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Oct. 12 (Bloomberg) -- Food security is of less concern in 2010 than in recent years, even as prices rise, because grain stocks are plentiful and a weakened global economy will stunt demand, according to the United Nations’ food agency.
World wheat inventories at the end of May were the highest since 2002, and the amount of rice in storage at the close of July was the largest in seven years, U.S. Department of Agriculture data show. Corn prices have jumped 12 percent in the past three sessions after a USDA report showed output would be less than expected.
Ample wheat and rice inventories will outweigh rising prices because food insecurity is usually based on strong demand, said Abdolreza Abbassian, a senior economist at the UN’s Food and Agriculture Organization. The worst global recession since World War II means demand for grain to feed people and livestock for human consumption will be lower than in 2008, when shortages sparked riots from Egypt to Haiti, he said.
“Economic growth is not as positive as in 2007 or 2008, which is an engine behind demand,” Abbassian said by telephone from Rome. “Stockpiles are not as low as they were in 2007, and petrol energy prices are half as high. Whether these spikes in prices would lead us to a food crisis situation, it is something we do not consider as a possibility.”
Because global supply and demand are “fragile,” food security may be compromised if plantings of wheat, rice, corn and soybeans were to decline in the current marketing year that started in June, he said. Rice was harvested from about 155.1 million hectares (383 million acres) in the year through July, down from 159.7 million a year earlier, USDA data show.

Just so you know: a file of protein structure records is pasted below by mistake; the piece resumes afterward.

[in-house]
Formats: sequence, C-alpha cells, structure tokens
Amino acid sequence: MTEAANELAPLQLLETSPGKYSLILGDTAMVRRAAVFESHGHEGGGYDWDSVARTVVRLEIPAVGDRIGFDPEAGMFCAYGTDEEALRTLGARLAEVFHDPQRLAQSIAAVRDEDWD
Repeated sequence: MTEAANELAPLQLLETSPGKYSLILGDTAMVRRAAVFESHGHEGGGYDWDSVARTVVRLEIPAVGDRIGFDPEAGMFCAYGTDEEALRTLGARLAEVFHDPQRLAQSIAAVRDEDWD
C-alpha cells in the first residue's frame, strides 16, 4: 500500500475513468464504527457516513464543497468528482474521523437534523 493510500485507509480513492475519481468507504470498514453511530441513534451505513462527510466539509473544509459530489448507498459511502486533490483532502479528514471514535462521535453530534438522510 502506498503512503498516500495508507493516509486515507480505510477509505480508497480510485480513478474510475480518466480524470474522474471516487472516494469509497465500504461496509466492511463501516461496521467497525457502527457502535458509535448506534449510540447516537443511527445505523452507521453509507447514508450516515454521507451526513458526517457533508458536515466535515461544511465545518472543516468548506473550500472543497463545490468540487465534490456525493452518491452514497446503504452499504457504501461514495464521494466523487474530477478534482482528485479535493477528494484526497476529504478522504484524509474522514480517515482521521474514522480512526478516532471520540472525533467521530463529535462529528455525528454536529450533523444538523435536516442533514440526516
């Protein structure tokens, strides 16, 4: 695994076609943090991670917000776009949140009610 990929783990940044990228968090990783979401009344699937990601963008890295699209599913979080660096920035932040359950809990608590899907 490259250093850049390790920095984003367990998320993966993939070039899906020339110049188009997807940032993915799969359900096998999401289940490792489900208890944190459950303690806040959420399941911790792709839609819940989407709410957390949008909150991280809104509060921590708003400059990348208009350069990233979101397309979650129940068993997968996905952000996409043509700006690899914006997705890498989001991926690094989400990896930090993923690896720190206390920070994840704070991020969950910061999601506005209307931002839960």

About 226.1 million hectares of wheat was harvested in the year through May, up 0.3 percent from the prior year, USDA figures show. This year the harvesting area will shrink 2 percent, according to the U.S. government.
“We need higher production year after another,” Abbassian said. “We have to see what plantings are going to look like next season and if the prices we have right now are going to get higher. In my view, wheat prices and rice prices are testing high levels now. Their potential upside is limited.”
Wheat and rice prices that started rising in June because of adverse global weather will start to affect poorer nations this month because gains in futures markets take 60 to 90 days to reach consumers, Abbassian said. Countries such as Egypt that were affected in 2008 when wheat and rice surged to records are now better prepared, he said.
The crisis two years ago “taught some lessons,” Abbassian said. “Countries are not doing panic buying like they did in 2007 and 2008. They have been a bit more cautious about letting high prices get transferred to poor consumers.”
The USDA report on Oct. 8 that showed corn production would fall 3.4 percent from a year earlier was a surprise, Abbassian said, especially after a Sept. 24 FAO meeting when U.S. delegates assured him that production estimates would remain steady. The drop predicted would reduce reserve stocks before the 2011 harvest to the lowest level since 1997.
“Something like what happened on Friday is totally unacceptable,” he said. “I was surprised to see that there was so much revision. The U.S. delegation was assuring us how good the crop was there. I don’t know what happened between Sept. 24 and Oct. 8 that made them make such a huge revision. I hope it won’t be repeated in the future.”
With the global economy starting to improve and demand from China for grains and oilseeds rising, world supplies may become “tight” if production were to drop in coming years, Abbassian said. Still, ample global stockpiles and slack demand should be enough to prevent a recurrence of 2008’s rioting, he said.
“The situation has the potential to develop into a serious concern, but for time being, it seems like it’s well managed,” Abbassian said. “As we move on to next year, the critical issue is what will happen in terms of planting and production. We have to watch the spring very carefully.”
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